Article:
Nine months after discovering her playing down the order on a bill at a city centre Birmingham pub, this show at the Kitchen Garden Café was the perfect opportunity to check out the progress of Midlands based singer-songwriter and multi-instrumentalist Louise Petit. Since the discovery, her double header gig with Annie Dressner in January has also been covered, so in terms of promotion, this headline show with special guests was a positive measure of the evolution of her live performance.
Although there was a slight hiccup in the availability of the advertised special guests, fellow local singer-songwriter Tim Judson filled the gap by making the relatively short journey from Wolverhampton and thoroughly entertained the audience with his brand of acoustic folk. As well as fascinating tales of his travels, Tim also demonstrated his musical versatility with a simultaneous playing of guitar and sax. Following this lively opening set, the way was paved for Louise and her rhythmic stalwart sidekicks, Russ and Tim, to continue to fulfil the undoubted potential that first alerted me to their sound.
The well written and often metaphorical songs from the pen, and fine vocals, of Louise are interwoven with her string accompaniment and elevated to a superior level with the harmonies and roots infused rhythm from Russ’s double bass and Tim’s flexible percussion. The tight knit sound from the settled trio ensured the fourteen song set list followed its sublime path often interjected with a little insight and some background humour.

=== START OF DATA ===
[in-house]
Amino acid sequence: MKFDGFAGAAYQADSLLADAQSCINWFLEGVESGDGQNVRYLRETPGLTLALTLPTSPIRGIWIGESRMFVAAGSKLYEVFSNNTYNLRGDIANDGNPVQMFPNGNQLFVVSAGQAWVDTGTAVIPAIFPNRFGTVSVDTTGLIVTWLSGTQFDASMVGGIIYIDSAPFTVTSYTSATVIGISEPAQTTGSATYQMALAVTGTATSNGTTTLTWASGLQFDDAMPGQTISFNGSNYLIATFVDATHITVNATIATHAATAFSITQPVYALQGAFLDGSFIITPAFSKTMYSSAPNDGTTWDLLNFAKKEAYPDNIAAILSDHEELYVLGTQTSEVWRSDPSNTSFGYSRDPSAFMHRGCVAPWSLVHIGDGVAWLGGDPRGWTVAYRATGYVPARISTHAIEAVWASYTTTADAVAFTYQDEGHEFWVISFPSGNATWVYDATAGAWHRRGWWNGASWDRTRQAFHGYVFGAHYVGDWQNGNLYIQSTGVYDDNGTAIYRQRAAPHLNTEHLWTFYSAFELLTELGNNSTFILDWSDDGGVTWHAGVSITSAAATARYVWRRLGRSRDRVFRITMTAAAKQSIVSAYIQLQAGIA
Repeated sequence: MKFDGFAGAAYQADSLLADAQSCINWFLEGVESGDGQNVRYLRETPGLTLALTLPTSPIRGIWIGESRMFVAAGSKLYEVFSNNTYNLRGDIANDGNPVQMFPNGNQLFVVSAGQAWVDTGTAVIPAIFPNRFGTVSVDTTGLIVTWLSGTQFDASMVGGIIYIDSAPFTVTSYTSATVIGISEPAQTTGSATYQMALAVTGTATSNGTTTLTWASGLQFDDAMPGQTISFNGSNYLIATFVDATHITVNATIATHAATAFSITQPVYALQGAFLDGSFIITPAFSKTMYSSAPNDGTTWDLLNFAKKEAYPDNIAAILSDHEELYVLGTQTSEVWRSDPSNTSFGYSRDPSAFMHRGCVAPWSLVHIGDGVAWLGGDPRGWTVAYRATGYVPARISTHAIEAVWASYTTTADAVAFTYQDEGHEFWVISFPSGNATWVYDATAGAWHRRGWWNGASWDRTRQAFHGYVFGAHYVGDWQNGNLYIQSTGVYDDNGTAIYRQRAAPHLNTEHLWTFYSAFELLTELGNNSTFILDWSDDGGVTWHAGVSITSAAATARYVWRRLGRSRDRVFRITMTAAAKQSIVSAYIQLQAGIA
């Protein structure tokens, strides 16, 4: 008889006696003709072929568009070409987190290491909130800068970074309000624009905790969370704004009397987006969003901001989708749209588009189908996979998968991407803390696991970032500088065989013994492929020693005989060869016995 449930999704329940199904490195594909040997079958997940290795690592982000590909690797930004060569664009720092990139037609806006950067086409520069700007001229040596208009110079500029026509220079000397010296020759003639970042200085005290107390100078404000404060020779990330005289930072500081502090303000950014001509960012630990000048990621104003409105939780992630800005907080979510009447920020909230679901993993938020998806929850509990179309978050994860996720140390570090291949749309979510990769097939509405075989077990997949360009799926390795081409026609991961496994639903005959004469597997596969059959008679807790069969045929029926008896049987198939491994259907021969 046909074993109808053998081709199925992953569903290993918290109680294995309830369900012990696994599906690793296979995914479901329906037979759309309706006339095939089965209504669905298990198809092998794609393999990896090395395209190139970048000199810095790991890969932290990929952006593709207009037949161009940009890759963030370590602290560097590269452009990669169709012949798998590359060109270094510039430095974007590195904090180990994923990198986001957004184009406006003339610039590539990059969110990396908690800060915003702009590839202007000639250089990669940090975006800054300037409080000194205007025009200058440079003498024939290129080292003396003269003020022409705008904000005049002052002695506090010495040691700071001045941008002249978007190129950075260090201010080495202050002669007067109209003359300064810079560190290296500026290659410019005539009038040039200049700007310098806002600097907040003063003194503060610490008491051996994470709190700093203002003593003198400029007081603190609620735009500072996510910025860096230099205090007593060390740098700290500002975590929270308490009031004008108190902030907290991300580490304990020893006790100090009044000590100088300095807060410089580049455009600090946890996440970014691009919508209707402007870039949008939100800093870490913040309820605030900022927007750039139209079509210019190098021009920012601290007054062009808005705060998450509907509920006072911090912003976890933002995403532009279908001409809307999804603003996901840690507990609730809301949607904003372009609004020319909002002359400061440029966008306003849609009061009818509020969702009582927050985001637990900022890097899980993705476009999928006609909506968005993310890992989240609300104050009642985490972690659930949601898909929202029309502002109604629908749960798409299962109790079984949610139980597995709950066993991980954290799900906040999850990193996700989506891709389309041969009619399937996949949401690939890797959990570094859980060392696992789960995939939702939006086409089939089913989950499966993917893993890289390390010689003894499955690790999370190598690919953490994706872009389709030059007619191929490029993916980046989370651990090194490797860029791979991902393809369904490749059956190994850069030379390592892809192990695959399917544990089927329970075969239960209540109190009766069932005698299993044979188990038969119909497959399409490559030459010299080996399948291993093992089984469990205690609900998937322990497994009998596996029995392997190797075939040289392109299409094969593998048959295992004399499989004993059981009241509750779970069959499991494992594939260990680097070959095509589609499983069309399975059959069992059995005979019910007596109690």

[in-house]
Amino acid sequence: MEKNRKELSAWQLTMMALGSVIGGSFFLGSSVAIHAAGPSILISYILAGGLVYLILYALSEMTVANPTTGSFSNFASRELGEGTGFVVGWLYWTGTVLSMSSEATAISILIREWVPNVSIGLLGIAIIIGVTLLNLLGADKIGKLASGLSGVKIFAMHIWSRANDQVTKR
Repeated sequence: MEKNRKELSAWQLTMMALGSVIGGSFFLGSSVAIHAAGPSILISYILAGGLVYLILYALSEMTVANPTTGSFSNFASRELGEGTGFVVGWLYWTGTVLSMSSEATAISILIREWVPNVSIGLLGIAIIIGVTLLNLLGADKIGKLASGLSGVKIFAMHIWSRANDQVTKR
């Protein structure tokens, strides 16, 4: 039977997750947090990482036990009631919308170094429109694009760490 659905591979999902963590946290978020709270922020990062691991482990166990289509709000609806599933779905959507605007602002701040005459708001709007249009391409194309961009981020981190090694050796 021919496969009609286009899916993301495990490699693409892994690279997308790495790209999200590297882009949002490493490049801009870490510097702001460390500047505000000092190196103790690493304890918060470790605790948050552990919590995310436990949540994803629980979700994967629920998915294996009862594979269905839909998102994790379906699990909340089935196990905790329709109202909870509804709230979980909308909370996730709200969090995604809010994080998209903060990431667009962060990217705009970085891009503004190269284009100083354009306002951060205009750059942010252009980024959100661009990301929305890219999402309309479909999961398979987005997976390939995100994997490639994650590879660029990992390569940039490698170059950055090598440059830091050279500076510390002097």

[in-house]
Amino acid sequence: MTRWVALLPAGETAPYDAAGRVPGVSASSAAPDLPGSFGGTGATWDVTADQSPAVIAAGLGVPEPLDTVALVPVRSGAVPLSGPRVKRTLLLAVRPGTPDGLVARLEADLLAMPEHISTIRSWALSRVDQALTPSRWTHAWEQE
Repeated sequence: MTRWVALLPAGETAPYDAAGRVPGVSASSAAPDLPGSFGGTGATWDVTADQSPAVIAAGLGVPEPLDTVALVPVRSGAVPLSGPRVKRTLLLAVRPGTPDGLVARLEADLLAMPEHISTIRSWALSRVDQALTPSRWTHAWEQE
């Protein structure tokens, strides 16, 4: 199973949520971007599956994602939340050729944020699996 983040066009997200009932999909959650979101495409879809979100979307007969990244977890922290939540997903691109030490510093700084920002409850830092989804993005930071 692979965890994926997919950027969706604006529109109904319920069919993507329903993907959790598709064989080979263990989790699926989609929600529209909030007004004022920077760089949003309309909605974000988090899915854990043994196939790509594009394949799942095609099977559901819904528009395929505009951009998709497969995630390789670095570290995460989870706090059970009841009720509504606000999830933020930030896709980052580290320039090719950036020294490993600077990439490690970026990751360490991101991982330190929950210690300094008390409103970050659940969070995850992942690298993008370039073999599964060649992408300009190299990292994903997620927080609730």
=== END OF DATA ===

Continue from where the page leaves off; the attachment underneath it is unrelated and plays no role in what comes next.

Alongside the impressive EP FEAR AND MY OTHER FRIENDS reviewed here, the band has made available a further five of their songs via the live EP recording MAKE A HOUSE A HOME. Amongst these are two sing along numbers which featured memorably in this evening’s set. ‘Louder Than Your Drum’ included a invitation to outshout Tim’s concluding drum solo while show closer ‘Let it Go’ had the novel addition of a lyric sheet distributed around the thirty strong audience to ensure this feel good ditty brought the evening to a joyous conclusion.
Old favourites ‘Ghosts’, ‘Love is Pure’ and ‘Demons’ continue to come over as very strong songs with the later just completing a prime slot on the Fatea Magazine Showcase session. Hopefully this widely available limited time free download brought some positive attention for the band that in the long run will help finance a full length release. The songs are definitely in place for this long term project and tunes such as ‘To the Sharks’, ‘Tree Song’ and ‘Plastic and Glue’ are itching to get some recorded status to share their excellence beyond the live performance.
The decision last September to keep a keen eye on the musical development of Louise Petit, Russ Sargeant and Tim Heymerdinger has certainly been a fruitful one and their future, either on the Midlands or wider gig circuit, is surely only going to maintain this momentum. Getting the funding in place for a debut album is a tough proposition but if there is any justice the desire will become a reality. There is no mistaking that their music deserves a wider exposure and I will be gladly there promoting it when available.